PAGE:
The Peristyle Organ at the Toledo Museum of Art

Toledo, Ohio

Skinner Organ Company, Opus 603, 1926

Built in 1926 for the Museum’s Hemicycle auditorium, this four-manual organ was the gift of the Libbey family, and was installed in two chambers on either side of the stage. The console was located in a small and shallow pit on the main floor of the room, confined by the seating around it. Renowned American organist Lynnwood Farnam acted as consultant and designer of the stoplist for the instrument. The organ contained fifty-nine speaking stops derived from forty-eight ranks and 3,201 pipes. Opus 603 was to be the largest Skinner organ furnished with the firm’s sophisticated multiplex roll-player, although records indicate that very few rolls were ever owned by the Museum.

In the 1920s it was not uncommon for art museums to own pipe organs. Skinner organs could be found in Cleveland’s Museum of Art (Opus 333, 1920); San Francisco’s California Palace of the Legion of Honor (Opus 455, 1924); Dayton (OH) Art Institute (Opus 749, 1929); and the Brooklyn Art Museum (Opus 758, 1929). Having a fine pipe organ was considered a natural addition to an organization dedicated to the arts.

In 1931 the organ was removed from the Hemicycle auditorium and relocated by the Skinner Organ Company to the newly-built and much larger Peristyle auditorium. The new “atmospheric style” venue has two chambers that were constructed to duplicate the instrument’s original situation. The console was made movable and furnished with its own integral dolly so that it could be conveniently placed among the other instruments on the stage.

Unfortunately over the years the instrument suffered from water damage to its mechanism in the left (Solo and Choir) chamber and basement relay room, where the player de-multiplexing equipment and other electro-pneumatic switching apparatus is located. By the late 1970s some of the organ’s stops had to be shut off, and water damage in the relay room soaked and damaged several crucial electrical cables. A new stage apron elevator occasioned the removal of the cable conduit and wind line to the chamber containing the Great and Swell divisions, permanently rendering the instrument completely unplayable for more than fifteen years.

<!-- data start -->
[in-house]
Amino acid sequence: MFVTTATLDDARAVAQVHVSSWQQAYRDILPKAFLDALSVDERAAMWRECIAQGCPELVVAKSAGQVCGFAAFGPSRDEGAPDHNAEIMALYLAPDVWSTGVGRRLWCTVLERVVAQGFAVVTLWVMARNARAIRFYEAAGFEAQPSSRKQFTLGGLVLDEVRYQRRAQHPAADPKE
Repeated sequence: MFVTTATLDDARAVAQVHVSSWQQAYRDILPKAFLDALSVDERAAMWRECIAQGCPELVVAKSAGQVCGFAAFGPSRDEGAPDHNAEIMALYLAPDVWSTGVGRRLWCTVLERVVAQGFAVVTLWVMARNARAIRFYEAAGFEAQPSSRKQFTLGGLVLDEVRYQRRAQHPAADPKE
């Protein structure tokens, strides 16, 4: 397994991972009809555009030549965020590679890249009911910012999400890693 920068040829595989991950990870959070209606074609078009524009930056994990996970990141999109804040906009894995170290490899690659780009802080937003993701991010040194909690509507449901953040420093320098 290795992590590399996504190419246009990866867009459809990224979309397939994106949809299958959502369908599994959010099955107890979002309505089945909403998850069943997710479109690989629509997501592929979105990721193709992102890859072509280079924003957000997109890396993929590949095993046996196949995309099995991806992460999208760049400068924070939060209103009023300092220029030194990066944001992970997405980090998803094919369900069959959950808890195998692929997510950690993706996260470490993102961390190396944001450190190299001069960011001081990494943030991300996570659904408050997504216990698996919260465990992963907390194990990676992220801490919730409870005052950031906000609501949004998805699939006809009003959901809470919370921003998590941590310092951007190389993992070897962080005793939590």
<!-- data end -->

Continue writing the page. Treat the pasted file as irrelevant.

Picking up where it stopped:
In 2001, through a generous grant from the Joseph Bradley Foundation and several gifts from the Museum’s patrons and supporters, a contract was signed for the complete restoration of Opus 603. This restoration included a complete rebuilding of the console, the equipment in the basement relay room, and the chassis and pipework of the two organ chambers. Working with Suzanne Hargrove, the Museum’s Conservator, the restorers developed a plan to return the instrument to its original condition, preserving not only its musical qualities but also its technological details.

All of the damaged and perished materials were painstakingly replaced with identical new materials installed to original Skinner standards. At the request of the client, the original cone-tuning of the treble pipes, the original tuning sleeves for the pipework, and the original protective finishes on the metal flue pipes were retained.  The restoration was carried out in 2003 and 2004, and the completed instrument was dedicated in April 2005.